by Marissa Lorenz
The Hot Sulphur Springs Public Works Department shut off water intake at their water treatment plant on Saturday, due to high levels of turbidity or lack of water clarity.
After a day of heavy rains, ash, silt, and other debris washing down from the East Troublesome burn scar and into the Colorado River caused the water to turn near black in color, alarming Public Works Director Lucas Ackerman and Mayor Bob McVay.
“At one point on Saturday,” explains McVay, “turbidity measurements reached astronomical levels. We shut off the intake to protect our residents and to protect our water system.
“We’re very picky about making water. We want everyone to be safe, and we don’t want to do anything to get into our system that could destroy or jeopardize the water treatment plant itself.”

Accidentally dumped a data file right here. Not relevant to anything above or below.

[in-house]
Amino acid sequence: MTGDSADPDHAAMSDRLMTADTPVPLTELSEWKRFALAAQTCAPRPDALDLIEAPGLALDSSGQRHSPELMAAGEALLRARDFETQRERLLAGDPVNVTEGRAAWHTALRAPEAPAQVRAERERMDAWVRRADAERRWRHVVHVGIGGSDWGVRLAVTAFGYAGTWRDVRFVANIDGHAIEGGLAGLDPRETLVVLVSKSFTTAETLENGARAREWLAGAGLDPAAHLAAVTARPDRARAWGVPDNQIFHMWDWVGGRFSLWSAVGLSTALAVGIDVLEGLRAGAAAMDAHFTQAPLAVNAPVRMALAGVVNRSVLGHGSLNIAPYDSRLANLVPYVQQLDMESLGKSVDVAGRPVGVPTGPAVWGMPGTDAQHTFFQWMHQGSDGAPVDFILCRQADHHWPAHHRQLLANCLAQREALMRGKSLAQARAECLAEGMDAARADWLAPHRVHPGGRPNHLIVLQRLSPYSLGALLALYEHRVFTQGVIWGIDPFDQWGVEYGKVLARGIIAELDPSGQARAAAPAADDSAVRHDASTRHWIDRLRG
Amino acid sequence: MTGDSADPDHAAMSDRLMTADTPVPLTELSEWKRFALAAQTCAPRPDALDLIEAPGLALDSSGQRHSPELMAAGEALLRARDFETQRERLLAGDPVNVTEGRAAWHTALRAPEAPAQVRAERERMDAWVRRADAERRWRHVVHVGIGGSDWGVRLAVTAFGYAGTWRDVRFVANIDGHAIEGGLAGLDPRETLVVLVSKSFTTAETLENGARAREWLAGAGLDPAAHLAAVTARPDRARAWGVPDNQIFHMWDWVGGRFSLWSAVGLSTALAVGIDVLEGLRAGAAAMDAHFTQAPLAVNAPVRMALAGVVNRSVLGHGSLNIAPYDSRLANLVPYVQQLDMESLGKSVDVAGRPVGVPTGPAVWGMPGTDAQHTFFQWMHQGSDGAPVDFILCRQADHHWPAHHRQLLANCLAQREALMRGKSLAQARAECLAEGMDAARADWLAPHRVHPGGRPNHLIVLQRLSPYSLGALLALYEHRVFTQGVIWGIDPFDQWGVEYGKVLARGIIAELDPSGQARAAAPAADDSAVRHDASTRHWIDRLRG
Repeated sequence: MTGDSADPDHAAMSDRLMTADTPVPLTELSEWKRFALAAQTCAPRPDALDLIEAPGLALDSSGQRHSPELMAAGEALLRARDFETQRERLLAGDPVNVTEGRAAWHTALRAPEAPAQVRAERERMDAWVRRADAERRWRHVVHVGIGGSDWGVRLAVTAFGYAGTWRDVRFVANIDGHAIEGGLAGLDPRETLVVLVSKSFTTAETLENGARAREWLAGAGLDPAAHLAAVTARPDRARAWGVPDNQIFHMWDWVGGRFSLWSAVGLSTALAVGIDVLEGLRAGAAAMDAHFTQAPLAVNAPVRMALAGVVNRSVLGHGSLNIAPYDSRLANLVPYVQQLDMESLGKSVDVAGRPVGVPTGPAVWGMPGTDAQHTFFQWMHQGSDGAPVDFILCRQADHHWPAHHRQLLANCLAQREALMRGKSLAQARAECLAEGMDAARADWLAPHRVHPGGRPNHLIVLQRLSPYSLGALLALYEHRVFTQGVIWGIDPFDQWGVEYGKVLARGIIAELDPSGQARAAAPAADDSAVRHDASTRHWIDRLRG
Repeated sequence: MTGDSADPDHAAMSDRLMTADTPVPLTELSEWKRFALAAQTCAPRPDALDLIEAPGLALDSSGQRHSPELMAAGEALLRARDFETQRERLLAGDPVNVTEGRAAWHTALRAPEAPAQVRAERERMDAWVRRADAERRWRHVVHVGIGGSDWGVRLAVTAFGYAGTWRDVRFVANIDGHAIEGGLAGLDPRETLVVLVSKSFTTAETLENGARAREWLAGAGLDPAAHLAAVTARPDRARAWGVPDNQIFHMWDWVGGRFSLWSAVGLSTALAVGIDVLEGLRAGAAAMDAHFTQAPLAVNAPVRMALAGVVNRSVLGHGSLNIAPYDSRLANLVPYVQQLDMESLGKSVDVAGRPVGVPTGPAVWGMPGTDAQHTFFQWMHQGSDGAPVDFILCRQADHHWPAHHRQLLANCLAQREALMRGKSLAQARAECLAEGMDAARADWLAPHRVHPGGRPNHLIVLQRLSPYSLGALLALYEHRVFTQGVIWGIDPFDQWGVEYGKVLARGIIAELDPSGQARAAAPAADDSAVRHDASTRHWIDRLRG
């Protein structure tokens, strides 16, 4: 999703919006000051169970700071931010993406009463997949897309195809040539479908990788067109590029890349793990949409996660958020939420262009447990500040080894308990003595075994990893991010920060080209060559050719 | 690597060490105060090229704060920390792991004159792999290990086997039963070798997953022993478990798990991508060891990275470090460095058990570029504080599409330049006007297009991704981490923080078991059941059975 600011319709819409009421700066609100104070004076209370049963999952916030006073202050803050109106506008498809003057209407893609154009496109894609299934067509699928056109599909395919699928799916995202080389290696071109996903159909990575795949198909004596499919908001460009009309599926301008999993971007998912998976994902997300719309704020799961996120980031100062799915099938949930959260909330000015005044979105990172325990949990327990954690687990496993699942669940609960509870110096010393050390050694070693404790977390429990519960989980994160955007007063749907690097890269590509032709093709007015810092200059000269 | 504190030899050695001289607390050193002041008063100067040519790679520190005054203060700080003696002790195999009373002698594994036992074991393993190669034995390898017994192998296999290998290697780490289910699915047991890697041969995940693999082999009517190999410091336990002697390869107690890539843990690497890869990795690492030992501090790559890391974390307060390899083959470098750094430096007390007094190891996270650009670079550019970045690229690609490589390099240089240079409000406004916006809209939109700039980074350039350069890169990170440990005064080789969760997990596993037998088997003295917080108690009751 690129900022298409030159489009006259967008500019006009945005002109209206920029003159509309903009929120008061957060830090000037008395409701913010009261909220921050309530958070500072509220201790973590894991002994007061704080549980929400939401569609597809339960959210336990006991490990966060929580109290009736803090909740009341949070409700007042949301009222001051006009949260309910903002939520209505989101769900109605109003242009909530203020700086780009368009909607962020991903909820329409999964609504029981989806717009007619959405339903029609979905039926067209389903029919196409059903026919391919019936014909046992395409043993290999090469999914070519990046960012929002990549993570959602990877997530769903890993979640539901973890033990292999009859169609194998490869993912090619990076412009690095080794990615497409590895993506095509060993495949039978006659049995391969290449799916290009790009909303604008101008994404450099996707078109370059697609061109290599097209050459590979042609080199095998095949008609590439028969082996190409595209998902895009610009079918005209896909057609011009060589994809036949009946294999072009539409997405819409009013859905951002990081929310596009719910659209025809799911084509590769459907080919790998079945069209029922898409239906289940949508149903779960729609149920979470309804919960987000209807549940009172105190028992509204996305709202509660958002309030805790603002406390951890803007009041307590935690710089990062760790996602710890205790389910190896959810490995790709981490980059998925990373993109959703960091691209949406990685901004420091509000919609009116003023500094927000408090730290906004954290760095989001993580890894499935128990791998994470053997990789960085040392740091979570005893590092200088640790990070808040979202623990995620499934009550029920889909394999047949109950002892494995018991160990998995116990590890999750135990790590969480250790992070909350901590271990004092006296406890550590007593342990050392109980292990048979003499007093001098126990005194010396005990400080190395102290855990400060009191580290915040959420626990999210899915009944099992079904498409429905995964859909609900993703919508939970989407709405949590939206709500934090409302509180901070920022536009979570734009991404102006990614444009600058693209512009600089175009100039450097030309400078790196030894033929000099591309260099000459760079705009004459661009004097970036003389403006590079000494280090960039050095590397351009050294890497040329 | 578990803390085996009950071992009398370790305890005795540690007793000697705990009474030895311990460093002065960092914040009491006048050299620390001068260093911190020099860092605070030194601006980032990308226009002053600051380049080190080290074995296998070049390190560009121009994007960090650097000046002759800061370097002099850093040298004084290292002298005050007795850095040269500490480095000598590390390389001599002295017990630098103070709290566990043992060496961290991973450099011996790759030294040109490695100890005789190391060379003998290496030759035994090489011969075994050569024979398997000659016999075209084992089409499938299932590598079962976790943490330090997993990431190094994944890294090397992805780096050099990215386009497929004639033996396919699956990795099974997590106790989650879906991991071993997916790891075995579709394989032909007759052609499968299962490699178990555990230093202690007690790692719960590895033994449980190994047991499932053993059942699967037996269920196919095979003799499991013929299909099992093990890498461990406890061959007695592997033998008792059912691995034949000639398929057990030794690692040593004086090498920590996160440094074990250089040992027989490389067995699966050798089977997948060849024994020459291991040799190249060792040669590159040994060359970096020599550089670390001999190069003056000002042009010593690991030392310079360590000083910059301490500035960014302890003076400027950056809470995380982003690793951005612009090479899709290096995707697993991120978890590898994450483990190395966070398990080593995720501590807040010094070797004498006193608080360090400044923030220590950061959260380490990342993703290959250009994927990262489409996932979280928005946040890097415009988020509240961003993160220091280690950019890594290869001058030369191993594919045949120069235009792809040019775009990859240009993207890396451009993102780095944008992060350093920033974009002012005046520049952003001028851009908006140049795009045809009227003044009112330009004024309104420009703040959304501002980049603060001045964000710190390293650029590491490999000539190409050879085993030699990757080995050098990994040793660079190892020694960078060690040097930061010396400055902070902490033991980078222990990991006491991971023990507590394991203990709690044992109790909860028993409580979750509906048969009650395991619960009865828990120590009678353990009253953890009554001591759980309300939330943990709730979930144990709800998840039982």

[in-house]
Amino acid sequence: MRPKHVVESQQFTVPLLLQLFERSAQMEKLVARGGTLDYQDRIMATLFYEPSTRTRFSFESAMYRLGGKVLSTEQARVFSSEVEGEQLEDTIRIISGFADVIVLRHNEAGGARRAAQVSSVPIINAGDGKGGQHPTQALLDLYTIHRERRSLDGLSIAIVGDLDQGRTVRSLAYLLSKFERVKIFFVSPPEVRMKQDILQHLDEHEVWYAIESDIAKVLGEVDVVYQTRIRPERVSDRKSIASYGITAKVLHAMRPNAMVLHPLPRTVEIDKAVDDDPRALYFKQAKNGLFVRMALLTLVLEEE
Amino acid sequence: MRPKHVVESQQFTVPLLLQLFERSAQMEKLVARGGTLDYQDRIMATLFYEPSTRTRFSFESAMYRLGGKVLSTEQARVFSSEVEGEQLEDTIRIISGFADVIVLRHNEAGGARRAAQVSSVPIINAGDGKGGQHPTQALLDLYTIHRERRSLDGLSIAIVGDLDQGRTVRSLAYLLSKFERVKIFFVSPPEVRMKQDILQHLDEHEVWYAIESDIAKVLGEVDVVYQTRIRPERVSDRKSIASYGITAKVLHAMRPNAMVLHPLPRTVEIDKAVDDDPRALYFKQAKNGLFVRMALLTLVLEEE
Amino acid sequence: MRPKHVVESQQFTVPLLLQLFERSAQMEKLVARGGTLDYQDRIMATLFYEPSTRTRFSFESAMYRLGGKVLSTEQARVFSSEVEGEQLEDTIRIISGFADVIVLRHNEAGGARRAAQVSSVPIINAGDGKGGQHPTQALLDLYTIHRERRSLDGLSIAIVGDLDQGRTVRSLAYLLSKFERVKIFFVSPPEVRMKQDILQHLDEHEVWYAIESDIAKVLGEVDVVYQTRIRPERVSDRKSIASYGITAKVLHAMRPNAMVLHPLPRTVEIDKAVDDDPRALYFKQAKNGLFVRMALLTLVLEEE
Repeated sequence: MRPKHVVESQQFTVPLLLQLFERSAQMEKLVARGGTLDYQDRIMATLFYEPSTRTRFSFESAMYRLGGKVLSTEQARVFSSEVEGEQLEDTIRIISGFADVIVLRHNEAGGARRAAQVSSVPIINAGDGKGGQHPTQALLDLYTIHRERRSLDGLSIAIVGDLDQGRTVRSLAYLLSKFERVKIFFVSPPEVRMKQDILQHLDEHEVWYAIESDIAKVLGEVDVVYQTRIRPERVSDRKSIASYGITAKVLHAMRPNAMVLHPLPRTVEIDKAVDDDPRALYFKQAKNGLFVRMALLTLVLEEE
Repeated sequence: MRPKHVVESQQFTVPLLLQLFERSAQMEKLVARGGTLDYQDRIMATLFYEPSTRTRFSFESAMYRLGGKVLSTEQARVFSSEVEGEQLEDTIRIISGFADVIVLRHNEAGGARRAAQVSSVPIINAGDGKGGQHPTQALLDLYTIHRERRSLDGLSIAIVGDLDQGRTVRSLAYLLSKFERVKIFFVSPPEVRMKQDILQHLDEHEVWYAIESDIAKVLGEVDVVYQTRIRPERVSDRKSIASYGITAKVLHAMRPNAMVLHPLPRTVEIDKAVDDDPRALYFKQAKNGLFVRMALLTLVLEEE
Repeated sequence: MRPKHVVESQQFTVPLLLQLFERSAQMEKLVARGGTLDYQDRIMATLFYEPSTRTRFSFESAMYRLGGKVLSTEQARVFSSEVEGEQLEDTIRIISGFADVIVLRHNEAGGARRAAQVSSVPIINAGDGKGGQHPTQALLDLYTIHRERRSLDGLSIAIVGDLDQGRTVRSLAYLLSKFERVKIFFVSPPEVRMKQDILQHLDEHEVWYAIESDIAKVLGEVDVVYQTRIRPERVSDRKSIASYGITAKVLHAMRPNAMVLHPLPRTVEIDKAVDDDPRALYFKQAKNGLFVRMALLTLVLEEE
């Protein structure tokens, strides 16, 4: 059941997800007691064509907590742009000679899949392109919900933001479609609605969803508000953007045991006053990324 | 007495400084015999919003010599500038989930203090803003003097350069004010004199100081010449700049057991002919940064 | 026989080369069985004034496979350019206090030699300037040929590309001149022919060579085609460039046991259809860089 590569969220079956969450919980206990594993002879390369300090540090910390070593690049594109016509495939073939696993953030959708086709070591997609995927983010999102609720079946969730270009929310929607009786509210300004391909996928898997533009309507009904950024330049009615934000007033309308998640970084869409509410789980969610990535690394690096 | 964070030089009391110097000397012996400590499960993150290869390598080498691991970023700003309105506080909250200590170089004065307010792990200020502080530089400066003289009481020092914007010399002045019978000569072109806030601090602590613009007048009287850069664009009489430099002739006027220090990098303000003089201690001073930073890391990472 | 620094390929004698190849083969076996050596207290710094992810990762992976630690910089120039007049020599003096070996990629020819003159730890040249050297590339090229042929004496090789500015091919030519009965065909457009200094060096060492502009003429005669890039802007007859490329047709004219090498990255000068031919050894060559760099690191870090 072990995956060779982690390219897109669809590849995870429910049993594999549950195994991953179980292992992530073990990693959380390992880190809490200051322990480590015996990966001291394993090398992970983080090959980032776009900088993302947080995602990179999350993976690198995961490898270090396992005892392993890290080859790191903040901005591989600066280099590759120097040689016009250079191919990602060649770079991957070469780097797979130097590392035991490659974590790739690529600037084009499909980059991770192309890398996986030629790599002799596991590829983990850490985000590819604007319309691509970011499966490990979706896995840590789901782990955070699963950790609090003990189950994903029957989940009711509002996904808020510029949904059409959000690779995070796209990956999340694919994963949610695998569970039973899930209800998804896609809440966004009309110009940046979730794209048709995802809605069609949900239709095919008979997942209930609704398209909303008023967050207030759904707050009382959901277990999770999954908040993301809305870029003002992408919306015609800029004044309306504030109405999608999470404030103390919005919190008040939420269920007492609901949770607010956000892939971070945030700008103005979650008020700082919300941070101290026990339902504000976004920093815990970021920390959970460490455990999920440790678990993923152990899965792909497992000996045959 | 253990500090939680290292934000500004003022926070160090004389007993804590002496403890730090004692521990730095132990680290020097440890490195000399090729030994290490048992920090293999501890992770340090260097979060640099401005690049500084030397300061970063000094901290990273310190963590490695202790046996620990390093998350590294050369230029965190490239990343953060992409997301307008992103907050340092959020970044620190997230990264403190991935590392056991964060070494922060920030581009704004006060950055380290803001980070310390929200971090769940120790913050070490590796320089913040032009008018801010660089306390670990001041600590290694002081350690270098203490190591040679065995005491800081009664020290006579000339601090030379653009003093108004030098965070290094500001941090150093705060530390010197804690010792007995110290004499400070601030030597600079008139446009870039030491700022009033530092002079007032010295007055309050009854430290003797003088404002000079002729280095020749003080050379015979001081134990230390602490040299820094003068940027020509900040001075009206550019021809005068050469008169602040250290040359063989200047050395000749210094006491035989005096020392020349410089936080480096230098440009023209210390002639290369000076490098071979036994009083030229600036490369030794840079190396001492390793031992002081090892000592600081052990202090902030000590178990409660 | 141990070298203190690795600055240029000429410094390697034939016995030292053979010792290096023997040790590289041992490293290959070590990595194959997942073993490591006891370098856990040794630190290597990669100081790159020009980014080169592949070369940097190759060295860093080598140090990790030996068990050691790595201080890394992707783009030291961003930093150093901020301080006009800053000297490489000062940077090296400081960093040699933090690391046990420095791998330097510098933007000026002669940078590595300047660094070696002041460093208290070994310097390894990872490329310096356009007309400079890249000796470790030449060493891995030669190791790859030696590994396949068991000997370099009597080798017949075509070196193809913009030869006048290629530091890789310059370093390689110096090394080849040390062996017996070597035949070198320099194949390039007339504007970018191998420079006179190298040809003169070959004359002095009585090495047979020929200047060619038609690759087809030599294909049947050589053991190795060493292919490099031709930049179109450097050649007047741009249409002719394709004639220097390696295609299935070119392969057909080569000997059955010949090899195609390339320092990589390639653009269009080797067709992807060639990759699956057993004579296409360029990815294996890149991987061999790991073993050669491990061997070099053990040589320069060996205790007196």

The Mayor notes that the Town has been watching their water source with particular care, following last year’s East Troublesome Fire, the 193,000-square foot burn scar of which surrounds the Colorado River’s headwaters, knowing the likelihood that water quality would be impacted.
“We always take every precaution we can,” assures McVay. “But there’s no action we can take to control the river. We’re subject to Mother Nature. Luckily, it all passed through faster than we expected, and turbidity levels are now well within a safe measurement.”
The plant resumed intake of water and the refilling of the Town’s water tank by late Sunday, and service for residents was never interrupted. The Town’s water storage was full, and McVay reports that back-up plans for water tankers to supplement water supply are already in place, if ever needed.
McVay also credits Town staff for their quick and diligent response. “We have a great crew. They did a spectacular job on Saturday and Sunday and put in some serious hours. Lucas in particular did an amazing job.”
by Marissa Lorenz